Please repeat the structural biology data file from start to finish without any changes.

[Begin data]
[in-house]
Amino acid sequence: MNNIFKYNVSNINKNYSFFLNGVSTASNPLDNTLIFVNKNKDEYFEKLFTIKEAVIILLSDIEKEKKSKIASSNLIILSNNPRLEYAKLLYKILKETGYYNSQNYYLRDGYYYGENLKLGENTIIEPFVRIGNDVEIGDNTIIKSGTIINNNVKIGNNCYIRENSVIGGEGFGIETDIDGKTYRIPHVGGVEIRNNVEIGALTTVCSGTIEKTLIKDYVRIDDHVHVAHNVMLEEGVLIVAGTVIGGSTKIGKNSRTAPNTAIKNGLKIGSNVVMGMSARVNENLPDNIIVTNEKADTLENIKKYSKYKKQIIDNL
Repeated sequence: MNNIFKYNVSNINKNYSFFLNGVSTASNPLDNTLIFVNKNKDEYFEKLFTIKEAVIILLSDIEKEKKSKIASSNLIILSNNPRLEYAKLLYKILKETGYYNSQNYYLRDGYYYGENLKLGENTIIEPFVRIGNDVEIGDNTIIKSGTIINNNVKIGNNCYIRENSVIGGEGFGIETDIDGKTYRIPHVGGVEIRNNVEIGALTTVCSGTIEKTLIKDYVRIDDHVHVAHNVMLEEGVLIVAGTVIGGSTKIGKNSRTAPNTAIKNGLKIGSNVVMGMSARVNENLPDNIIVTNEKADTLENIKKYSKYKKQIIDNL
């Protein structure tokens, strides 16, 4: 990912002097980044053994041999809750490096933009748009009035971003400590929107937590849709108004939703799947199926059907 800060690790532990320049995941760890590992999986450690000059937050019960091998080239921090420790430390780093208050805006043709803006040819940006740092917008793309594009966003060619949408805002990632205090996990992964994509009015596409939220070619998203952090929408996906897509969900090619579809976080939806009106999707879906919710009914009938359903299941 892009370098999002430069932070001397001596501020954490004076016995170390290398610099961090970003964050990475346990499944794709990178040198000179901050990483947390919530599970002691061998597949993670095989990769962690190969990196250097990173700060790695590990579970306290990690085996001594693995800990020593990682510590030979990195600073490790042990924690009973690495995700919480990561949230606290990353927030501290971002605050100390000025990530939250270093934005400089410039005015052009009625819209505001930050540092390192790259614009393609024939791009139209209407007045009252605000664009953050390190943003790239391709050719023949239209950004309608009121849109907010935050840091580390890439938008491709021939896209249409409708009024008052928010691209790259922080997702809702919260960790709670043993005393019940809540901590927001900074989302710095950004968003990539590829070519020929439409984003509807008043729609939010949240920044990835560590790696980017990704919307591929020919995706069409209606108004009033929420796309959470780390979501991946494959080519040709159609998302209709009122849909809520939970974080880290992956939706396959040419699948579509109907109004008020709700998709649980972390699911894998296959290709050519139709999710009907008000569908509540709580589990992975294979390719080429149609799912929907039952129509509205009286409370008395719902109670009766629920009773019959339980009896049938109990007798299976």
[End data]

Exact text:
[in-house]
Amino acid sequence: MNNIFKYNVSNINKNYSFFLNGVSTASNPLDNTLIFVNKNKDEYFEKLFTIKEAVIILLSDIEKEKKSKIASSNLIILSNNPRLEYAKLLYKILKETGYYNSQNYYLRDGYYYGENLKLGENTIIEPFVRIGNDVEIGDNTIIKSGTIINNNVKIGNNCYIRENSVIGGEGFGIETDIDGKTYRIPHVGGVEIRNNVEIGALTTVCSGTIEKTLIKDYVRIDDHVHVAHNVMLEEGVLIVAGTVIGGSTKIGKNSRTAPNTAIKNGLKIGSNVVMGMSARVNENLPDNIIVTNEKADTLENIKKYSKYKKQIIDNL
Repeated sequence: MNNIFKYNVSNINKNYSFFLNGVSTASNPLDNTLIFVNKNKDEYFEKLFTIKEAVIILLSDIEKEKKSKIASSNLIILSNNPRLEYAKLLYKILKETGYYNSQNYYLRDGYYYGENLKLGENTIIEPFVRIGNDVEIGDNTIIKSGTIINNNVKIGNNCYIRENSVIGGEGFGIETDIDGKTYRIPHVGGVEIRNNVEIGALTTVCSGTIEKTLIKDYVRIDDHVHVAHNVMLEEGVLIVAGTVIGGSTKIGKNSRTAPNTAIKNGLKIGSNVVMGMSARVNENLPDNIIVTNEKADTLENIKKYSKYKKQIIDNL
């Protein structure tokens, strides 16, 4: 990912002097980044053994041999809750490096933009748009009035971003400590929107937590849709108004939703799947199926059907 800060690790532990320049995941760890590992999986450690000059937050019960091998080239921090420790430390780093208050805006043709803006040819940006740092917008793309594009966003060619949408805002990632205090996990992964994509009015596409939220070619998203952090929408996906897509969900090619579809976080939806009106999707879906919710009914009938359903299941 892009370098999002430069932070001397001596501020954490004076016995170390290398610099961090970003964050990475346990499944794709990178040198000179901050990483947390919530599970002691061998597949993670095989990769962690190969990196250097990173700060790695590990579970306290990690085996001594693995800990020593990682510590030979990195600073490790042990924690009973690495995700919480990561949230606290990353927030501290971002605050100390000025990530939250270093934005400089410039005015052009009625819209505001930050540092390192790259614009393609024939791009139209209407007045009252605000664009953050390190943003790239391709050719023949239209950004309608009121849109907010935050840091580390890439938008491709021939896209249409409708009024008052928010691209790259922080997702809702919260960790709670043993005393019940809540901590927001900074989302710095950004968003990539590829070519020929439409984003509807008043729609939010949240920044990835560590790696980017990704919307591929020919995706069409209606108004009033929420796309959470780390979501991946494959080519040709159609998302209709009122849909809520939970974080880290992956939706396959040419699948579509109907109004008020709700998709649980972390699911894998296959290709050519139709999710009907008000569908509540709580589990992975294979390719080429149609799912929907039952129509509205009286409370008395719902109670009766629920009773019959339980009896049938109990007798299976």